What a mess. I trust, as a good traveler, you’re following the news feed from Detroit after the near-miss with the Nigerian wannabe-terrorist aboard the Northwest flight from Amsterdam on Christmas Day. Hmm.
First, we have a directive from the Transportation Security Administration (TSA) which ramped up regulations regarding passenger movement around the plane in the final hour of flight, access to carry-on bags and additional personal searches and bag checks.
To review, here’s how the TSA initially reacted. These initial reactions, by the way, applied primarily to international flights in-bound to the U.S. Although there were sporadic reports of more restrictive policies in place for domestic flights, the international flights are the ones most affected:
a. Passengers must remain seated during the final hour before landing.
b. Passengers may not access their carry-on luggage during the final hour before landing.
c. Passengers may not have anything in their laps–and must surrender all pillows and blankets.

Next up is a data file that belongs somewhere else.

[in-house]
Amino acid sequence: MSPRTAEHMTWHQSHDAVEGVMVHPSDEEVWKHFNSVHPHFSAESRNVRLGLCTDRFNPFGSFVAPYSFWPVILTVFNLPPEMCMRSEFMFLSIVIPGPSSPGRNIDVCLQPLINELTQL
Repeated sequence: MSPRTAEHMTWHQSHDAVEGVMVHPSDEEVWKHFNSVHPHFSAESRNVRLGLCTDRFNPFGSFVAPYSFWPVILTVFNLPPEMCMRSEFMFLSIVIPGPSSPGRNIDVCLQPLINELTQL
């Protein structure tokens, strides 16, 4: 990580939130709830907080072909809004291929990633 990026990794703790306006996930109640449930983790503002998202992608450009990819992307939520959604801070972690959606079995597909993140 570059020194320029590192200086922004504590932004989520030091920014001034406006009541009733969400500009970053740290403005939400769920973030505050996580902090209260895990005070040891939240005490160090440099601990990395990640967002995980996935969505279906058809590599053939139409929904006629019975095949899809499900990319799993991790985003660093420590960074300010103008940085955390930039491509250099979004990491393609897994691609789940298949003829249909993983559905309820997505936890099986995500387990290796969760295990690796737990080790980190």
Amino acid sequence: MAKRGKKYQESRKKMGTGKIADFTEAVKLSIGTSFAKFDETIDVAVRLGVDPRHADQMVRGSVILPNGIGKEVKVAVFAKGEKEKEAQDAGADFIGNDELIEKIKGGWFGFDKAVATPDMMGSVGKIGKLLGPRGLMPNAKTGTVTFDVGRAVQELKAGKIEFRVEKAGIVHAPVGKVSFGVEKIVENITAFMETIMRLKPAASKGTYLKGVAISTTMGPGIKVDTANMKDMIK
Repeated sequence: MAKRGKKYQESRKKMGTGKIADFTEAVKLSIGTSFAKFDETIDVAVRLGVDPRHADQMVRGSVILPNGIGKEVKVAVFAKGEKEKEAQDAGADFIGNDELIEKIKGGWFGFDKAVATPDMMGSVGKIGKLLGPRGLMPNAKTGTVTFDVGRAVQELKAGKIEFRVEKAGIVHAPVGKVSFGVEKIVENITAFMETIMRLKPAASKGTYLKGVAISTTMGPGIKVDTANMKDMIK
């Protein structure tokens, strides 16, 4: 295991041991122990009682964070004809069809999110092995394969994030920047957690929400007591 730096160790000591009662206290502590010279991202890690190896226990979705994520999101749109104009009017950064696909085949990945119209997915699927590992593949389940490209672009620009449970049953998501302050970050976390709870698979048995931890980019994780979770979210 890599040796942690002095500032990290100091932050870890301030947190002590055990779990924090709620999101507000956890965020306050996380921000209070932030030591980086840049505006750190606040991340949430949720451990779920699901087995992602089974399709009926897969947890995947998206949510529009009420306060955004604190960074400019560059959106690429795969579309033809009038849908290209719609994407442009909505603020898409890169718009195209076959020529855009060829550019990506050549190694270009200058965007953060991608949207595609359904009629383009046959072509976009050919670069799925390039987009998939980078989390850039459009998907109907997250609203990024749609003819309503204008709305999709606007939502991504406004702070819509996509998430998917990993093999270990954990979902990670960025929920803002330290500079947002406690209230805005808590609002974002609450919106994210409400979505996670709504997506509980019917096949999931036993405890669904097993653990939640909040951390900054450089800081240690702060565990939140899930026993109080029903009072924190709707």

d. Passengers will be subject to thorough physical pat-downs at the boarding gate, with emphasis on the upper legs and torso.
e. Passengers will be subject to secondary physical searches of their carry-on luggage before boarding, in addition to the initial security screening at check-in.
f. Travelers from Canada to the U.S. are limited to one small carry-on only.
Note: Alaska Airlines and Horizon Air indicated they would waive some fees for baggage. Specifically, if a bag originally was to be carried on board, Alaska/Horizon would waive the charge in order to check the bag and accommodate this new security directive.
Naturally, the new directives were getting heavy push-back from travelers and security experts alike. Why is 60 minutes the “magic” number after which everyone must put everything up and sit with their hands in full view of the flight attendant?
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